I came across the French word canard while on Duolingo today, and it struck me that "canard" is also an English term. In aviation, a canard is a small winglike control surface sometimes attached to an aircraft forward of the main wing -- often found on supersonic fighter jets like the Eurofighter -- to aid stability and control. Interestingly, a canard can also refer to an unfounded rumor or story. Somehow I'm having just having a bit of difficulty connecting a duck with a rumor with a control surface...just wondering if there is an interesting correlation between the three?
This is fascinating. In my culture, there is a story about a boy tending a flock of ducks. A stranger walks by and sees him crying. The stranger asks, "what's wrong?" The boy says that his mom is sick and needs money for medicine. Only if he could sell this flock of ducks he would have the money. The stranger feels bad and buys the ducks. After getting the money, the boy disappears immediately. The stranger goes to the field to lure the ducks home and is surprised to see all of them lift off and disappear into the sky. Apparently they aren't ducks at all but wild geese. So buying a duck is also buying a lie.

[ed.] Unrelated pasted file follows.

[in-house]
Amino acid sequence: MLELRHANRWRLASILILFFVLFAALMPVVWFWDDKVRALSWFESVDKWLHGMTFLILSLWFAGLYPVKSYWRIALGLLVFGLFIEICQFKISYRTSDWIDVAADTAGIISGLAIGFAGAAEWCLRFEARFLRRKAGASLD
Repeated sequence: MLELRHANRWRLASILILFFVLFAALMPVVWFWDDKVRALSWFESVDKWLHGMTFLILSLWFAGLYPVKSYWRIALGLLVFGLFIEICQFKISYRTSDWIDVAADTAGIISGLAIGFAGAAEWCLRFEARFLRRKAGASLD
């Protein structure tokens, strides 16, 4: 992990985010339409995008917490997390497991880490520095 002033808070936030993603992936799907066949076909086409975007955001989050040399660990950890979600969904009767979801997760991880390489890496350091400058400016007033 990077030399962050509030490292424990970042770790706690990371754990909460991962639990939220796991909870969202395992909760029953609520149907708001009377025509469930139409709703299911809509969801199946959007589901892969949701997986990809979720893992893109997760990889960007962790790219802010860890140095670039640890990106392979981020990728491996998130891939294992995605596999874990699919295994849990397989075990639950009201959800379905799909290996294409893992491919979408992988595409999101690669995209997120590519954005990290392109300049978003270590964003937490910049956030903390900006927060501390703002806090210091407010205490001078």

I did some quick research... Here is what I found. http://hoaxes.org/weblog/comments/origin_of_canard
As far as I know the term “canard” arose from the appearance of the early plane by Santos-Dumont 14-bis of 1906, which was said to be reminiscent of a duck (canard in French) with its neck stretched out in flight.
This resemblance came about because the plane was a pusher design with its wings to the rear, its fuselage extending forwards and carrying its control surfaces at the front (forming a box like structure)
By extension and exclusion Canard came to limited to control surfaces placed at the front of the fuselage even if that did not produce a "duck like" silhouette